University of Hertfordshire

National Sovereignty over Natural Resources, Environmental Challenges and Sustainable Development

Research output: Chapter in Book/Report/Conference proceedingChapter (peer-reviewed)

Documents

  • Virginie Barral
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Original languageEnglish
Title of host publicationResearch Handbook on International Law and Natural Resources
EditorsElisa Morgera, Kati Kulovesi
Place of PublicationLondon
PublisherEdward Elgar Publishing
Pages3-25
Number of pages23
ISBN (Electronic)978 1 78347 833 0
ISBN (Print)978 1 78347 832 3
DOIs
Publication statusPublished - 25 Nov 2016

Abstract

Environmental interdependencies place undeniable pressures and challenges on the cardinal principle of state sovereignty and in particular on the principle of national sovereignty over natural resources. This chapter explores whether and how developments in the environmental field have constrained the traditional understanding of sovereignty and possibly changed its meaning. It does so firstly by analysing how the reorganisation of emerging rules and principles around the matrix of sustainable development may allow to move away from a purely conflictual relationship between national sovereignty and resource preservation towards one based on mutual interest. The chapter next reviews the impact of new and redefined legal categories such as common property, common heritage, common concern, or shared resources. It then offers a partial mapping of the widening environmental constraints on national sovereignty flowing from classic duties to protect the rights of others, the existence of an international interest in resource protection, and more innovative and challenging constraints even absent any immediate international interest in resource conservation. Ultimately, the analysis suggests that conceptually, locating national sovereignty and resource protection within the framework of sustainable development and its clear anthropocentric focus permits tensions to be defused and allows for the reconciliation of these two delicately balanced principles.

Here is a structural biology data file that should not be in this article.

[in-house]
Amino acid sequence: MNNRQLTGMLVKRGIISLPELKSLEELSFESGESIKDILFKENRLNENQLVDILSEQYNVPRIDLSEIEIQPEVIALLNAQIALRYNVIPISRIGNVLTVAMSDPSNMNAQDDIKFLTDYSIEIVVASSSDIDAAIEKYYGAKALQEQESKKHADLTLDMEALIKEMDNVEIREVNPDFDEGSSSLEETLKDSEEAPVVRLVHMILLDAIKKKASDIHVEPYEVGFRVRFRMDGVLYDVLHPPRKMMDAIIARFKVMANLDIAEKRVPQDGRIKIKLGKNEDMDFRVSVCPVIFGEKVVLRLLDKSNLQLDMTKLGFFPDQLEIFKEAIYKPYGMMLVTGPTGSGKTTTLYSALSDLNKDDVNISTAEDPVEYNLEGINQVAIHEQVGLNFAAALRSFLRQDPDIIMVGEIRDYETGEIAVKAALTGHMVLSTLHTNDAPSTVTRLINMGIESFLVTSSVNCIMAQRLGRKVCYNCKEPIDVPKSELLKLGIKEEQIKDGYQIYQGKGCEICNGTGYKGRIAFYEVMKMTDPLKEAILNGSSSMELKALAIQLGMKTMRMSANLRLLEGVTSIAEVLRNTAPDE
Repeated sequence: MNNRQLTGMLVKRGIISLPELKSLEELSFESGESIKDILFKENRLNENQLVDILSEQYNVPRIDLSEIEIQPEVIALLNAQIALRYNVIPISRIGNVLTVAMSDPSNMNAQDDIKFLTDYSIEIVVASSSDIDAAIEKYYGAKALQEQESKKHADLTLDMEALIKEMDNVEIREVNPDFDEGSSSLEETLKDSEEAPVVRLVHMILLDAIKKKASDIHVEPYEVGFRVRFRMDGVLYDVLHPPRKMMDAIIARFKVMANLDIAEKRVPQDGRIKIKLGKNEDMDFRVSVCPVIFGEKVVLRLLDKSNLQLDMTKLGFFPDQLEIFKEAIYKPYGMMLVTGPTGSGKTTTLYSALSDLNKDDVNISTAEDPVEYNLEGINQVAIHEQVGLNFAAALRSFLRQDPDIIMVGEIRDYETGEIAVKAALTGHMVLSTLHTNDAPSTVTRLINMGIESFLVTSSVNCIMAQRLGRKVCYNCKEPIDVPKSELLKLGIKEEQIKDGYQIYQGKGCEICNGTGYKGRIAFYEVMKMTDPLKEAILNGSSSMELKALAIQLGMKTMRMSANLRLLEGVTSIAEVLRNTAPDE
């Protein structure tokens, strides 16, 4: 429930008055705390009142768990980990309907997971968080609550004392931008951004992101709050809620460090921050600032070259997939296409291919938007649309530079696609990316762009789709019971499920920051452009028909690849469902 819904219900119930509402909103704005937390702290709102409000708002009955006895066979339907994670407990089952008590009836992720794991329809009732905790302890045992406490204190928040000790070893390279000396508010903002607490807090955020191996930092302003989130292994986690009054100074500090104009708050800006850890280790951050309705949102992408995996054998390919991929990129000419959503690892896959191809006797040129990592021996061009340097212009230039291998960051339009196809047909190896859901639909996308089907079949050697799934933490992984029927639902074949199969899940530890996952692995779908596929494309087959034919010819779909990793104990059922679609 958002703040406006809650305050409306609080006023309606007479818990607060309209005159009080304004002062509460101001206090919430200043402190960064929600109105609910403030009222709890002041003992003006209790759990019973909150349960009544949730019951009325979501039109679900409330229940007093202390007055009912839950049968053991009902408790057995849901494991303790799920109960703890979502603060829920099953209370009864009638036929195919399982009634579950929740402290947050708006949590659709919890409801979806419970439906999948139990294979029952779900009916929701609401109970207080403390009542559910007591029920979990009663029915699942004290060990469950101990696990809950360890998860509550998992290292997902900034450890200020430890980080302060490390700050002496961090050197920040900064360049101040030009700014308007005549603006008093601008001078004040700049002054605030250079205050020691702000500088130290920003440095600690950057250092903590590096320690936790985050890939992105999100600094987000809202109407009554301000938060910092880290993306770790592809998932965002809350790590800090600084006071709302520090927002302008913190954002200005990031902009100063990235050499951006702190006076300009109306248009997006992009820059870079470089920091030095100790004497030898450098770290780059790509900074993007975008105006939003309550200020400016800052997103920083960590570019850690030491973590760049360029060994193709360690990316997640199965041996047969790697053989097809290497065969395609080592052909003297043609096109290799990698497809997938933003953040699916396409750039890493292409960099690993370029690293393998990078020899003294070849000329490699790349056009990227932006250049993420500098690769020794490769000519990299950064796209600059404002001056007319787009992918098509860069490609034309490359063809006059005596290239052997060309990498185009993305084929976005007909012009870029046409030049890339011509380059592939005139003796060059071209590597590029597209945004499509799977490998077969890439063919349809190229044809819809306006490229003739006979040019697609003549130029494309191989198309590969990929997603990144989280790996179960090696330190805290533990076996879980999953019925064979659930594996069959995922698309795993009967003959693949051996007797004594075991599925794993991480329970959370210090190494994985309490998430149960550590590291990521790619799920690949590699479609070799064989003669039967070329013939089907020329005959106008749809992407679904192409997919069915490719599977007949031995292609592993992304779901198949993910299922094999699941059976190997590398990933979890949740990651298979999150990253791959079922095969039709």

Notes

This is a draft chapter. The final version is available in Elisa Morgera, Kati Kulovesi, eds., Research Handbook on International Law and Natural Resources, published in 2016 by Edward Elgar Publishing Ltd., https://doi.org/10.4337/9781783478330.00011. This material is for private use only, and cannot be used for any other purpose without further permission of the publisher.

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